All third-year high school students in Sweden can claim a free copy of Alternative facts: On Knowledge and Its Enemies, by Stockholm University philosophy professor Åsa Wikforss. The book (in Swedish: Alternativa fakta. Om kunskapen och dess fiender) was published in 2017, and addresses questions in epistemology with an eye towards critical thinking, knowledge resistance, the media, disinformation, and propaganda. The publisher, Fri Tanke, explains why it is offering students free copies of the book: Threats to knowledge are a growing problem in large parts of the world, even in Sweden. After the 2016 US presidential election, many caught the eye of how dangerous and effective it can be to use fake news and to highlight “alternative facts”. To base our perception of reality on facts is crucial and when knowledge is threatened it has consequences. We see how the measles spread again as a result of vaccine resistance, how climate deniers delay important efforts to counter global warming, and how the new technology is used to spread propaganda and undermine democratic society. The book, Alternative Facts, can be a tool for tackling development and helping students discern lies from truth.  The book is not party-political at all. It takes a stand for knowledge, facts and objective truth. It takes a stand against post-truth, ignorance, disinformation and propaganda. The initiative is funded by the publisher along with two of its executives, banker Sven Hagströmer [More]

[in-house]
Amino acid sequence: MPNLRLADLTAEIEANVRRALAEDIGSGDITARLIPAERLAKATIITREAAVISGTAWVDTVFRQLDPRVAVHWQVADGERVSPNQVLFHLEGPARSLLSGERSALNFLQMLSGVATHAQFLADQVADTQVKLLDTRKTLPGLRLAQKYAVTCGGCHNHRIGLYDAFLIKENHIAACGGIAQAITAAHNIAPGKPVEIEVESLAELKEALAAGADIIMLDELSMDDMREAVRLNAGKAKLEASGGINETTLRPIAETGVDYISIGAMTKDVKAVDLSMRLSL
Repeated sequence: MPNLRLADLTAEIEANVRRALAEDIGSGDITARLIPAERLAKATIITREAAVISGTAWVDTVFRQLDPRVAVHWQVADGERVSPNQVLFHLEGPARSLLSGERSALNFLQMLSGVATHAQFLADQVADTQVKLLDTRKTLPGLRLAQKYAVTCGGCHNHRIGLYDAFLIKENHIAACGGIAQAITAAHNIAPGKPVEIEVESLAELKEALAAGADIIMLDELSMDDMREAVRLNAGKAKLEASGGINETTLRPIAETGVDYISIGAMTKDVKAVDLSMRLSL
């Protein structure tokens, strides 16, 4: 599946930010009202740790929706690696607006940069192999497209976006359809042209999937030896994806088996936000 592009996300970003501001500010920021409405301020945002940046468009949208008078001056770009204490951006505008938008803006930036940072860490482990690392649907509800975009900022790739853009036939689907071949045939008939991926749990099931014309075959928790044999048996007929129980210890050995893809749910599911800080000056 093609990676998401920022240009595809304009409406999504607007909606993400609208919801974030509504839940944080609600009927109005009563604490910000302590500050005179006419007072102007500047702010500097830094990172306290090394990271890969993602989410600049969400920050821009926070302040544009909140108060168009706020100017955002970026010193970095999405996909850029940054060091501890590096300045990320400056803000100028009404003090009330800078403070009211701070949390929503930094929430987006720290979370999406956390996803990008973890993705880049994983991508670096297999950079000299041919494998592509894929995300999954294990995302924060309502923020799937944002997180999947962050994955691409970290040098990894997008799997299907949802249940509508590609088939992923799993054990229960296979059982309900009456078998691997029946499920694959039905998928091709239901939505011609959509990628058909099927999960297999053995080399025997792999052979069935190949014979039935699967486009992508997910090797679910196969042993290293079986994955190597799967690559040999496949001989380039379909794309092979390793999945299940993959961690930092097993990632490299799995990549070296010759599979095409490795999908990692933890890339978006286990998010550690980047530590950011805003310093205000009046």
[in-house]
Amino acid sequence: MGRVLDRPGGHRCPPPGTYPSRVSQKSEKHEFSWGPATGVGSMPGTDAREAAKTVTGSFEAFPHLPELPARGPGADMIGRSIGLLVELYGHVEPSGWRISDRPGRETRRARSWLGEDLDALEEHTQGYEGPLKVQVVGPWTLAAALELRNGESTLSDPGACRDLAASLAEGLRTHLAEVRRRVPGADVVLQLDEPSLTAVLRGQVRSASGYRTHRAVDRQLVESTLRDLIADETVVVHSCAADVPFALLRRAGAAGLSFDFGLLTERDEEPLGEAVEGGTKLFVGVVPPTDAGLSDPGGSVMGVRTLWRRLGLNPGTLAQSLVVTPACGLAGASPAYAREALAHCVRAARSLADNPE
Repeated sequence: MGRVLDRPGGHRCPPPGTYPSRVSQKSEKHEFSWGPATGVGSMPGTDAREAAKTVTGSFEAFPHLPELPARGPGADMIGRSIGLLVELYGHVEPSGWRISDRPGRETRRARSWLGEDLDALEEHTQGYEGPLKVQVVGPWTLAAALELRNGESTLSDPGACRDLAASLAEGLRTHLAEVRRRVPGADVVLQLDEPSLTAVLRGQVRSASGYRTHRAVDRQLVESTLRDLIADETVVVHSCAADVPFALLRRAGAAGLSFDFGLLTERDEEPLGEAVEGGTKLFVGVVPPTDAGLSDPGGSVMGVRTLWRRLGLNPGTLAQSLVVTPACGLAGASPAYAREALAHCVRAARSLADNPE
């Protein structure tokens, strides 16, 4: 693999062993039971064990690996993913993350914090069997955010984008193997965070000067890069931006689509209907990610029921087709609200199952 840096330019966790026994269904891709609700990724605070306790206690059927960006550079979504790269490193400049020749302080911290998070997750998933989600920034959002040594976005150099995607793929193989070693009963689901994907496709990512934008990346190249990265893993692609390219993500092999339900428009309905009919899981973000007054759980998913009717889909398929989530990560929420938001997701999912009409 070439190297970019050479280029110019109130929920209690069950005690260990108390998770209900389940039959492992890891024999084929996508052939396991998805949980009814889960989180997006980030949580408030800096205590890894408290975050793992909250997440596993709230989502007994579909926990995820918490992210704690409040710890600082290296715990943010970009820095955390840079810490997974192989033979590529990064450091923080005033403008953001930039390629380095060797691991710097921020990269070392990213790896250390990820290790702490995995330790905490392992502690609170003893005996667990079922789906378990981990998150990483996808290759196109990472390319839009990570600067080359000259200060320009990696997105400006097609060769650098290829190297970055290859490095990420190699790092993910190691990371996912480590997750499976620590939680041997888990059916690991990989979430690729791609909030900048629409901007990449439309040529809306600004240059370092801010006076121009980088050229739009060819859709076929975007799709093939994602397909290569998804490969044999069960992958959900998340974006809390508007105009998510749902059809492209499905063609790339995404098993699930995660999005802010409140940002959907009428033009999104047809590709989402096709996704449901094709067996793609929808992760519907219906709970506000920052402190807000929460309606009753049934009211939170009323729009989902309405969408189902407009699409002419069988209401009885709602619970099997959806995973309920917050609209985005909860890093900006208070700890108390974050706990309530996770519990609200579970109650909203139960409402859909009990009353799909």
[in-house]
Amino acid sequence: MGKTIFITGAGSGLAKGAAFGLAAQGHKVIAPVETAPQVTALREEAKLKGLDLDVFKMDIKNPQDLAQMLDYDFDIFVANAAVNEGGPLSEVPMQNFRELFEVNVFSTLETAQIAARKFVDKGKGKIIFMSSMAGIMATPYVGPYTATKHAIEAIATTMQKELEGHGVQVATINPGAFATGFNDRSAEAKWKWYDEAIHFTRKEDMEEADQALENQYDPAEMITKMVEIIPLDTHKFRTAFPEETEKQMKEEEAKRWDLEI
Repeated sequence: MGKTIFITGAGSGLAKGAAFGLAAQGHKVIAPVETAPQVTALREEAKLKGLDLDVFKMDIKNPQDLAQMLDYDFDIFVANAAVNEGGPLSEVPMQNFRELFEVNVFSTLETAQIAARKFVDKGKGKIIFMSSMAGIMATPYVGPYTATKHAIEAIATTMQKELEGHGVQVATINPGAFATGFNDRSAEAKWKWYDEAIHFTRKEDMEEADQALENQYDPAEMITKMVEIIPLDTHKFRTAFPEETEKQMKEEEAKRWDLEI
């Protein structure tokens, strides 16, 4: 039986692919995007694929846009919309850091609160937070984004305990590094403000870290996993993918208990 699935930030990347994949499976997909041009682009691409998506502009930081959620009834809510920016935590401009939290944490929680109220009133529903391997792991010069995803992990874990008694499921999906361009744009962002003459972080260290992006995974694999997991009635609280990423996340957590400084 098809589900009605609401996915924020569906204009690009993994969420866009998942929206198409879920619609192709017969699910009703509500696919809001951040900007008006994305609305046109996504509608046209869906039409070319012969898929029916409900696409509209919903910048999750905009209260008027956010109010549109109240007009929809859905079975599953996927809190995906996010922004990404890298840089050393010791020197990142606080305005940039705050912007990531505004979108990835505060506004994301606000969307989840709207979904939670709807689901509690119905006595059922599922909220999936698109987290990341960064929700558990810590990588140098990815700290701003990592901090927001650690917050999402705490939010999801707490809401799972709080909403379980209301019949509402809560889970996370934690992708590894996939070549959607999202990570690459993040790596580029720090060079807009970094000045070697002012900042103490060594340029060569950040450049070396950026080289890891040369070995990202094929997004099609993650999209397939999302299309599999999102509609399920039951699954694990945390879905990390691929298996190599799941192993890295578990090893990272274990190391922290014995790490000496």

The Importance of Gratitude

By Andrew Fiala Gratitude lubricates social relations. To say thanks is to express gladness. But gratitude is also a spiritual capacity that lightens and energizes. Some call it the wine of the soul. When we drink it, we want to share it with others. Social rituals revolve around thankfulness. We thank people throughout the day [More]

Coming in 2020: Gallery of Art and Philosophy

New Philosopher, a popular philosophy magazine based in Australia, is in the process of creating a new art space “devoted to the representation of philosophical ideas.” The magazine acquired a former Victorian Gothic church that housed an existing art gallery in Hobart, the capital city of Tasmania, Australia, and will be converting it into the Gallery of Art and Philosophy (GAAP). The gallery will be accepting submissions from artists “whose works fulfil the philosophical requirements of GAAP, which include such aspects as the study of reality, existence, and the search for wisdom,” according to New Philosopher. It will also display art by the artists featured in New Philosopher and its sister magazine, Womankind. GAAP will open sometime in 2020. More information here. The post Coming in 2020: Gallery of Art and Philosophy appeared first on Daily [More]